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LONDON - JULY 10: In this photo illustration a lap top is logged onto the social networking site Facebook on July 10, 2007 in London, England. Facebook has been rapidly catching up on MySpace as the premier social networking website and as of July 2007 was the secondmost visited such site on the World Wide Web. Started by 22 year old Harvard dropout Mark Zuckerberg, the website is responsible for 1% of all internet traffic and is the sixth most visited site in the USA. (Photo Illustration by Chris Jackson/Getty Images)

This is becoming more and more of a case for Facebook being a less-preferred choice of social media. 

If you have someone blocked on Facebook, you may have been compromised between the dates May 29 to June 5.

TechCrunch notes in their report that if you blocked someone who was friends with you before, they would have remained not-your-friend, rather than having access to your profile again, but when it comes to someone that has an individual blocked for… say… stalking? That is a big concern.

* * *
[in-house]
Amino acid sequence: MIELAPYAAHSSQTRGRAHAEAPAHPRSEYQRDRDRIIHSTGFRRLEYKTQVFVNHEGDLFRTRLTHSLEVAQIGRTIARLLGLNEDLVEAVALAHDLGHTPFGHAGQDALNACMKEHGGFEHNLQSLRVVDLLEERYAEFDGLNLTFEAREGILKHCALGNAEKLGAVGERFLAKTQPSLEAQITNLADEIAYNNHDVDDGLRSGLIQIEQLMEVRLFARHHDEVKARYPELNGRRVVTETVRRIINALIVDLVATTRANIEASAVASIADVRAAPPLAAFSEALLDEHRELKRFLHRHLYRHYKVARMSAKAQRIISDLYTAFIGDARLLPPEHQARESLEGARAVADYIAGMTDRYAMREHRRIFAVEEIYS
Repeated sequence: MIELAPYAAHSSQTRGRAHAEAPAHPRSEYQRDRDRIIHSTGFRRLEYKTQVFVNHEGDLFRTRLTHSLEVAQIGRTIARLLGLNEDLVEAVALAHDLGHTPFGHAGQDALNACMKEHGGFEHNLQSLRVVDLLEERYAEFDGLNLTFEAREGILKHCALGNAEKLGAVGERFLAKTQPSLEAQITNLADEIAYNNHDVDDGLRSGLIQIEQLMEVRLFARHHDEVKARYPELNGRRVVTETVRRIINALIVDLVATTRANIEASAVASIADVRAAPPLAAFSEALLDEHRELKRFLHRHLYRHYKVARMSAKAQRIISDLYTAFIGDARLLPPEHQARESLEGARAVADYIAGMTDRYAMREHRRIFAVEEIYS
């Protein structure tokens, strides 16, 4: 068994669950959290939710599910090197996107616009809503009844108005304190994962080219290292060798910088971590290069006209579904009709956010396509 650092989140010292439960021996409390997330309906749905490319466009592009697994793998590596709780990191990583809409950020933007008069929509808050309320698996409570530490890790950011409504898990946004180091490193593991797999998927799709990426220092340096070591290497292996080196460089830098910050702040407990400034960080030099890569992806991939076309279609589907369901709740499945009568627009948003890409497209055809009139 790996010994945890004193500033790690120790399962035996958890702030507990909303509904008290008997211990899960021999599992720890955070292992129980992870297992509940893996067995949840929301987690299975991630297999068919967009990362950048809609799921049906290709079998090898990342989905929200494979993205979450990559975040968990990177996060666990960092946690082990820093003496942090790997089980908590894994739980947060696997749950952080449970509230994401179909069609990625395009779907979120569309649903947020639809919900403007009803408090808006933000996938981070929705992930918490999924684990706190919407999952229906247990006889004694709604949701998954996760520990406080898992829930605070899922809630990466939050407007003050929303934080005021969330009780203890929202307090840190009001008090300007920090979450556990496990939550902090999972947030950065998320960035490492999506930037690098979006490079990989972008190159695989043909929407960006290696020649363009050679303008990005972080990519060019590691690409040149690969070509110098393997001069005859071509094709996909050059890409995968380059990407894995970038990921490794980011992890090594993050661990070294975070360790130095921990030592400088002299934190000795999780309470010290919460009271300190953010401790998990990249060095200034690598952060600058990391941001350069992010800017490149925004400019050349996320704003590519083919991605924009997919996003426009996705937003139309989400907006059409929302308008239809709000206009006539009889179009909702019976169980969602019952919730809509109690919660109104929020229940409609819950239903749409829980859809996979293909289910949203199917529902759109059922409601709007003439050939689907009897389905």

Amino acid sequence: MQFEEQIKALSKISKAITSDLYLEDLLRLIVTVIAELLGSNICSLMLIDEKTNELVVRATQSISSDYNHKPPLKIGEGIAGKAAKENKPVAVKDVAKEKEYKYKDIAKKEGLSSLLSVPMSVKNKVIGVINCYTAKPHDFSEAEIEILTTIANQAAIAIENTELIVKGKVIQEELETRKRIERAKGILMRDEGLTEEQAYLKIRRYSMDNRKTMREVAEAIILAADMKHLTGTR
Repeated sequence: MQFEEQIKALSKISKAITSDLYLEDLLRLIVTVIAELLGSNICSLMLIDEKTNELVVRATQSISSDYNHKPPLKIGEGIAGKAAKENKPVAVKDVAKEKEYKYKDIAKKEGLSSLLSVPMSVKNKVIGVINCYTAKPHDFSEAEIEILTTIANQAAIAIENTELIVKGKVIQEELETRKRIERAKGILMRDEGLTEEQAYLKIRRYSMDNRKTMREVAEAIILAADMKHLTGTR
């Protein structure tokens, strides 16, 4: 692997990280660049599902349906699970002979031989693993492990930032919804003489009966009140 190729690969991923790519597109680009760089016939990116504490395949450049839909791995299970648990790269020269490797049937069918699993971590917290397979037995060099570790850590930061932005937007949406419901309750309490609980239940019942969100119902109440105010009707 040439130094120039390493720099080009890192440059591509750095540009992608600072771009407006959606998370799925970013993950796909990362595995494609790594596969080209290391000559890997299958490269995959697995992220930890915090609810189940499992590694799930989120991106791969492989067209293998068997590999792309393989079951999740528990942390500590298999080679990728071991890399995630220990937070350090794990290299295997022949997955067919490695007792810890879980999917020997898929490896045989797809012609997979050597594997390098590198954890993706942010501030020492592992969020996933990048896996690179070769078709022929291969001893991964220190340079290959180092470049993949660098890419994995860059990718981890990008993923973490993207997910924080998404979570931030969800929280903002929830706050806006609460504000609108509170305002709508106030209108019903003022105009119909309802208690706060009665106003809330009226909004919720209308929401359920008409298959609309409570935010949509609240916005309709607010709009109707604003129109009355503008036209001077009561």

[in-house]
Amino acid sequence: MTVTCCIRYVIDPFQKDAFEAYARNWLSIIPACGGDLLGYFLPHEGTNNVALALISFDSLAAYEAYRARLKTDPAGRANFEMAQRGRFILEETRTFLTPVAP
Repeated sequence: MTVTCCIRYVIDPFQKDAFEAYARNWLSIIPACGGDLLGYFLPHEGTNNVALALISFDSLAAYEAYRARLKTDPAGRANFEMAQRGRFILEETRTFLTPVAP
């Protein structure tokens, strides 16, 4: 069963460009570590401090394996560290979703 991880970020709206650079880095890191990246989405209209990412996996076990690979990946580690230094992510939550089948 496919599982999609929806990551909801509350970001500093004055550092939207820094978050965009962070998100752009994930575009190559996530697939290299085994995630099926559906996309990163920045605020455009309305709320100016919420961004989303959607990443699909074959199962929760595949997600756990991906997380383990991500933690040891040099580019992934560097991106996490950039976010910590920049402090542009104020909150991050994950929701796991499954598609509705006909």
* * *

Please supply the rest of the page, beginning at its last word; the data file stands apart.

They share that the user would be able to contact you on messenger or try to re-add you as a friend.

The message that was sent out to users, according to TechCrunch was as follows:

“Important Information About Your Facebook Account

(NAME), we recently found and fixed a technical issue causing some people you blocked to be unblocked for a period of time between May 29 and June 5, including (NAME OF BLOCKED USER). During this time, (gender) may have seen the information you’ve shared, but she couldn’t see things you only shared to your friends. 

We’ve fixed the issue and blocked them again. We appolgoize for this mistake. You can go to your blocking settings to check who’s on your blocked list, or visit our safety center.”

 

Facebook’s Twitter Account (funny, right?) spoke to TechCrunch‘s Josh Constine – and the exchange can be viewed here:

Facebook on Twitter

@JoshConstine Hey Josh, it's always hard to find the right level of technical detail to put in a blog post like this. More context on what caused the bug: most visible user data on FB is stored in pairs called "associations," which control what posts people see and the actions they can take.

Facebook on Twitter

@JoshConstine A bug mistakenly deleted some of these associations across Facebook and Messenger, which caused blocks to be lost.